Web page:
Top Five Legal Internships

Top Five Legal Internships

Top Five Legal Internships

Legal internships provide law students with the opportunity to broaden many facets of their “legal personalities.” Internships help students increase their knowledge of the substantive areas of the law while participating in the environment of a real law practice. Interns also make valuable contacts that may provide useful later in practice.

While some internships compensate participants, many do not. Nonetheless, many internship programs allow students to earn school credit. Many of the larger law firms base internship hiring decisions on superior academic performance and skills related to research and writing, thus, law review experience is typically very helpful. Here is a list of the five top legal internships.

1. Judicial Clerkships

This type of internship is probably the most popular law school internship. Students intern for state and federal court judges which helps them gain knowledge not just of the substantive law but also of trial and appellate procedure. Judicial clerkships require interns to do a vast amount of research and writing. The work is challenging and the hours long, but this experience is especially valuable for those seeking to litigate civil cases, criminal cases, or cases on the appellate level.

Judicial interns:

· review briefs, trial records, and other documents,

· research and analyze case law,

· assist in the drafting of bench memoranda and opinions,

· make recommendations regarding the disposition of matters on appeal, and

· brief the judge prior to oral argument.

2. Summer Clerkships

A summer clerkship is the hallmark experience for most law students. These clerkships may provide an avenue to employment with a law firm. Like any internship, summer clerkships are limited, and the competition is high.

Most summer clerkship programs start at the end of the law student’s school year, last anywhere from two to three and a half months, ending at the end of the summer. While there are some clerkships that are offered during the school year, they are much fewer than summer clerkships.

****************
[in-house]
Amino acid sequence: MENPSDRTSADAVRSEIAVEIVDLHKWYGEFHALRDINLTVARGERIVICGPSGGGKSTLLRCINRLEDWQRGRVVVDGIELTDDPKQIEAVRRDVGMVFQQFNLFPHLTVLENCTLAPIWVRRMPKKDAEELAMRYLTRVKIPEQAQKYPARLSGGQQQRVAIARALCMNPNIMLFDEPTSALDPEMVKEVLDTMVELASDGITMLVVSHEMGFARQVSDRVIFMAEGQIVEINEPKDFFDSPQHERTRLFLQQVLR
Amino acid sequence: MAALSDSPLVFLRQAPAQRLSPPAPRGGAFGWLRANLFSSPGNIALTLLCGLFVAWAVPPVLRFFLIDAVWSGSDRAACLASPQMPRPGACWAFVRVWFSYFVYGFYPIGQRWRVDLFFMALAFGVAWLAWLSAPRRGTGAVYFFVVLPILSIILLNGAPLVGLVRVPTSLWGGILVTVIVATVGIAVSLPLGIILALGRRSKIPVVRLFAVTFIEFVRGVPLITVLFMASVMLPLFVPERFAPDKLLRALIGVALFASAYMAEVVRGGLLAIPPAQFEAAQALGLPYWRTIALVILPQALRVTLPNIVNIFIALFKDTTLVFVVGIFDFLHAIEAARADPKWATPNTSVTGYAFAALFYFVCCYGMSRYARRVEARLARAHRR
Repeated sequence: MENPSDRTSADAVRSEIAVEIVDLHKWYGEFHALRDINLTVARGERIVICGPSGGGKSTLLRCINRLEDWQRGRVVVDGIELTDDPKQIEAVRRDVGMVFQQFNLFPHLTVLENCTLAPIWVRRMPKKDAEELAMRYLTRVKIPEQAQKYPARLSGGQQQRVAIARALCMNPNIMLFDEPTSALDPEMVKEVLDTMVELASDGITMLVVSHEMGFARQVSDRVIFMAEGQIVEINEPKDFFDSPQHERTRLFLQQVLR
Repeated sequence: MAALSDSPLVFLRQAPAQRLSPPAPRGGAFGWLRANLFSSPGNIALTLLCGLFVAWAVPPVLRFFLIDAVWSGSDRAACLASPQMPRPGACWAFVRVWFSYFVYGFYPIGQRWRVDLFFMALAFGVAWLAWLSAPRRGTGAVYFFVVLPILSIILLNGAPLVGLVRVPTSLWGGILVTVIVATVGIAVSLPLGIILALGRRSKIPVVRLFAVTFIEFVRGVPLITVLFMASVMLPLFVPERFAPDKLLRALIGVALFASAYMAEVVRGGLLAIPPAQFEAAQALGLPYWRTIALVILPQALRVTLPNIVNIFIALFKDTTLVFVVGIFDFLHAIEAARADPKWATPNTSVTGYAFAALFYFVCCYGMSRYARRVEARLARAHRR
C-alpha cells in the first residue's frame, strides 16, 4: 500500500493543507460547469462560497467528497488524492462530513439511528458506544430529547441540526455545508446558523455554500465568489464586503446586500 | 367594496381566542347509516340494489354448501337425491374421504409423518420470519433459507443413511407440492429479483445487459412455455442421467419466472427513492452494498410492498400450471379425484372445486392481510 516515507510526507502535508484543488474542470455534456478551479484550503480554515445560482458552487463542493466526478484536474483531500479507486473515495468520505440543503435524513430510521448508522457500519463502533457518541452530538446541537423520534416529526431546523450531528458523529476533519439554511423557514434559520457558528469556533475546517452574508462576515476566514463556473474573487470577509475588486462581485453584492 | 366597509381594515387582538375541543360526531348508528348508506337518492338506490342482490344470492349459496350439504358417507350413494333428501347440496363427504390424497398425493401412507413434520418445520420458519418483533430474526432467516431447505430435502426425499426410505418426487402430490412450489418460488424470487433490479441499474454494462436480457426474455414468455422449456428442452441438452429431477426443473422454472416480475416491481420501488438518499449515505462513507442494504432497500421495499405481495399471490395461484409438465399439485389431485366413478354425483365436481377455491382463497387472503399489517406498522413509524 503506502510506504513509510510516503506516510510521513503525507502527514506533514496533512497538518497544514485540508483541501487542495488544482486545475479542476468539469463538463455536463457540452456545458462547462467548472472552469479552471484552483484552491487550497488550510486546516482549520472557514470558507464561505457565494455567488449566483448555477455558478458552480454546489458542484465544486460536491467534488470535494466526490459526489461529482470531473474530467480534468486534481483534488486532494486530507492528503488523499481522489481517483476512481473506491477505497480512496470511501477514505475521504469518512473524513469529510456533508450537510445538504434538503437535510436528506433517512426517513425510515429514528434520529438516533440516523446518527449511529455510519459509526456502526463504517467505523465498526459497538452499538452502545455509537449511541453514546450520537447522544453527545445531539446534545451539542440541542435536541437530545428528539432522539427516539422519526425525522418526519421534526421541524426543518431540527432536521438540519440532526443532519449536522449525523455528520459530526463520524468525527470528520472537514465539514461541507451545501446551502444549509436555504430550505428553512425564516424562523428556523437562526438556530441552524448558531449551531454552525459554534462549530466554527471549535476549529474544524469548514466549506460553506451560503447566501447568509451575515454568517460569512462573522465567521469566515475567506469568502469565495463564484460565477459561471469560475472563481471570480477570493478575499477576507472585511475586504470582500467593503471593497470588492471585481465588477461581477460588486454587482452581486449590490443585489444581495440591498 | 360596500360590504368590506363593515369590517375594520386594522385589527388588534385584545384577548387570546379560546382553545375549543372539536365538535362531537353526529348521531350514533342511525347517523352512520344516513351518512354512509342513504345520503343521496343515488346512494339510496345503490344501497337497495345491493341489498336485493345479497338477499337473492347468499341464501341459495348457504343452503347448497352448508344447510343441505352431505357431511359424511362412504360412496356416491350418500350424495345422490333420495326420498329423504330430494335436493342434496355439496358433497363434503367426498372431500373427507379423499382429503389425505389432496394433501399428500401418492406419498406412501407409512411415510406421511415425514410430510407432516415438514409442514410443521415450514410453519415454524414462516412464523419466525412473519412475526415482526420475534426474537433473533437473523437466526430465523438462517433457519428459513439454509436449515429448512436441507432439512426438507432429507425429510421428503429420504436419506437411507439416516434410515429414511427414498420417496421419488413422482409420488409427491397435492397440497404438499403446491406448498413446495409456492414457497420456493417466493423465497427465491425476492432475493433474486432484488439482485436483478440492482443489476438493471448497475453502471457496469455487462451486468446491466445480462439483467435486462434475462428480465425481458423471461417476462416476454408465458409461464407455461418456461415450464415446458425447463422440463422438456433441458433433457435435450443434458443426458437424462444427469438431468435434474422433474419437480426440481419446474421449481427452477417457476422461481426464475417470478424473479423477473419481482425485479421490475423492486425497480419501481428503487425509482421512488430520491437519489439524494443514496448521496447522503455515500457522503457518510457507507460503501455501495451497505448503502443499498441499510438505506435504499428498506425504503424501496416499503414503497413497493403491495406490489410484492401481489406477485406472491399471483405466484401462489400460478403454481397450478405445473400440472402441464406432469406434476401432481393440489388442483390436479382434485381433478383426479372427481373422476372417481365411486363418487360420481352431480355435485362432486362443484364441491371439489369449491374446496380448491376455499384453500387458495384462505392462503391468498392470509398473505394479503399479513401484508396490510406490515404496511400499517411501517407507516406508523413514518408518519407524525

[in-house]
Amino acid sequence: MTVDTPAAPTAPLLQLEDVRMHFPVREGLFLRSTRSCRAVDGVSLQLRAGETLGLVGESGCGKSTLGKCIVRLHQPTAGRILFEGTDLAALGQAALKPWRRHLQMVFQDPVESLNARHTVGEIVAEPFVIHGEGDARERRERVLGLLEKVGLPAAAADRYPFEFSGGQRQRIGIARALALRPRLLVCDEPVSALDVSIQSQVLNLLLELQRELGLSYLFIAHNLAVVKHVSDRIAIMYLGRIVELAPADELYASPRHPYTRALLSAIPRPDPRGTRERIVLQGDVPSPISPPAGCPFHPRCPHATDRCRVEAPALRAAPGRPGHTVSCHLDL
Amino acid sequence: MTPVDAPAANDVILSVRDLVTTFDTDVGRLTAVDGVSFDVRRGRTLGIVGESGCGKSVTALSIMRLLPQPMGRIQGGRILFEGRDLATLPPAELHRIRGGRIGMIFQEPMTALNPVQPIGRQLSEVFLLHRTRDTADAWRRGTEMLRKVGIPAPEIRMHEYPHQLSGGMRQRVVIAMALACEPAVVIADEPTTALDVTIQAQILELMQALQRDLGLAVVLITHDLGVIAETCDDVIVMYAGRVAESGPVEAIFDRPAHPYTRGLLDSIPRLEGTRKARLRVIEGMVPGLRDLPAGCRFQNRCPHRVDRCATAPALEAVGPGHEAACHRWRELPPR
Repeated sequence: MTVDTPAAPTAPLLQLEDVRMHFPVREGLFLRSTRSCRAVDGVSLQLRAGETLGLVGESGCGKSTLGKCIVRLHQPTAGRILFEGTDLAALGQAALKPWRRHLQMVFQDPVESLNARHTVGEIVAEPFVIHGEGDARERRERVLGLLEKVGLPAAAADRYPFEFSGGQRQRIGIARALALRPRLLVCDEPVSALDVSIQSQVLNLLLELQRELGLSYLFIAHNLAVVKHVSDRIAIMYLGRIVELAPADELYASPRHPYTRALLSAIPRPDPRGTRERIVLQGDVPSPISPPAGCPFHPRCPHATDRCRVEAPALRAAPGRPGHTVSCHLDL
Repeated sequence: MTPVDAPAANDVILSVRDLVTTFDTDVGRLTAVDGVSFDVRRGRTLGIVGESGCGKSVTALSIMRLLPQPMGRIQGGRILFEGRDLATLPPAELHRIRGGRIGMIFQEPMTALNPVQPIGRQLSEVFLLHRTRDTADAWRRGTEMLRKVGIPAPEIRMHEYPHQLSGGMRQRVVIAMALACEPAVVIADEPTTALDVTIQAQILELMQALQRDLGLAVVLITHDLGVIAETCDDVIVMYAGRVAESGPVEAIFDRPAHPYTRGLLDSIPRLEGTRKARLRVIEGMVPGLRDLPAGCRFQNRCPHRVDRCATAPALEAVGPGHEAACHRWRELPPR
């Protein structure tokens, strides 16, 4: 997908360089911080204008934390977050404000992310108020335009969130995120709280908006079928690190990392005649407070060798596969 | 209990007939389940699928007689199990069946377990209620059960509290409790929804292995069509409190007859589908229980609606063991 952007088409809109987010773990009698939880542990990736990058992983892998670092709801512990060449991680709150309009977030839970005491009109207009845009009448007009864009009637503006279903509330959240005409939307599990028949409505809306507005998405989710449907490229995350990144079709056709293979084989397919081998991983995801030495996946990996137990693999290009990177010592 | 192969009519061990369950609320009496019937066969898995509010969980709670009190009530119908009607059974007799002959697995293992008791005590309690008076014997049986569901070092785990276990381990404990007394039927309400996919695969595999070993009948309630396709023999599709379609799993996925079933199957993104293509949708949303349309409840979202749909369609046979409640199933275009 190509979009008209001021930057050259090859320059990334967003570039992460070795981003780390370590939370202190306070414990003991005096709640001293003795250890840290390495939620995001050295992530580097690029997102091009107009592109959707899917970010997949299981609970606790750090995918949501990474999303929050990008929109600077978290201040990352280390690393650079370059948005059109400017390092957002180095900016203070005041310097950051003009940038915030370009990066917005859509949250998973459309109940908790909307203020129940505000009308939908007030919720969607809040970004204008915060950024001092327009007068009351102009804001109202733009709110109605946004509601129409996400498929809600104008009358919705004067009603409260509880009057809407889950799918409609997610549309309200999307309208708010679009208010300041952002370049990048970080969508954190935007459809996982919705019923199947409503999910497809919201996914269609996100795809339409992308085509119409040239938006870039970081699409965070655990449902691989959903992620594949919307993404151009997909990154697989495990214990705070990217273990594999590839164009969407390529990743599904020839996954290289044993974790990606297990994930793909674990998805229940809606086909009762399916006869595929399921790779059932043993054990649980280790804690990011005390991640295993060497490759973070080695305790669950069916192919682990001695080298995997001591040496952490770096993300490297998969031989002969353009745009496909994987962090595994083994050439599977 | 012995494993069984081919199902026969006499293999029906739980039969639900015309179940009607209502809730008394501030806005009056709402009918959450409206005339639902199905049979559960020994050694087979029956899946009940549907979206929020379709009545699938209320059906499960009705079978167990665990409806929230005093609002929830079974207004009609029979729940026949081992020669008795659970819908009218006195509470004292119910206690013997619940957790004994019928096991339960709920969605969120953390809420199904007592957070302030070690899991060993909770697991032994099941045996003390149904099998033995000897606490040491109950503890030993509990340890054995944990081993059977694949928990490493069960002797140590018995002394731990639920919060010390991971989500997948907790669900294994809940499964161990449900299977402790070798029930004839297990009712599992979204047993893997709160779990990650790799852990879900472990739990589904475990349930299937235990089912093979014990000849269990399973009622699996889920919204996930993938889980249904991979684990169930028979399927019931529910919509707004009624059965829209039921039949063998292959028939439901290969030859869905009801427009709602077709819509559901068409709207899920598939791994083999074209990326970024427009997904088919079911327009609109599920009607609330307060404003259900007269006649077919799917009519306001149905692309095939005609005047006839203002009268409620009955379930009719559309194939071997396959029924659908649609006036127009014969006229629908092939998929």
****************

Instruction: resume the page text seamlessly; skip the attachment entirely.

Like a judicial clerkship, a summer clerkship at a law firm is often research and writing intensive. Programs may include mentor assignments and periodic reviews.

3. Legal Clinics

Law school legal clinics give students a significant opportunity to gain legal experience. They typically use second and third-year law students to assist indigent clients in need of legal services allowing students a chance to apply classroom knowledge in real-life situations. Students are supervised by a faculty member and/or practicing attorney.

Examples of legal clinics include representing abused children, litigating fair housing cases, conducting real estate closings for Habitat for Humanity, or drafting a will for elderly clients.

4. Pro Bono work

Lawyers who perform pro bono work help to serve communities which need legal services the most. They also serve underserved populations, such as children and the elderly, who have little or no access to legal services. Like an internship at a legal clinic, pro bono work is yet another way for students to serve the public and developing their legal skills.

5. Externships

Externship programs provide students with the opportunity to work in practice settings outside of law school. Students may gain real work experience in those areas of law in which they are specifically interested.

Students in these programs are usually supervised on-site by a licensed attorney. The result for participants is an opportunity to serve the public, gain daily experience with a real law practice, while learning the substantive law and interpersonal skills necessary for success.

The following are some examples of externships:

· externship in a hospital’s in-house legal department.

· externships for a Court Appointed Special Advocates (CASA) program.

· externships with a state prosecutor’s office or the U.S. Attorney’s office.

· externships at an area legal aid program.

· externships with the Equal Employment Opportunity Commission or the U.S. Department of Labor.

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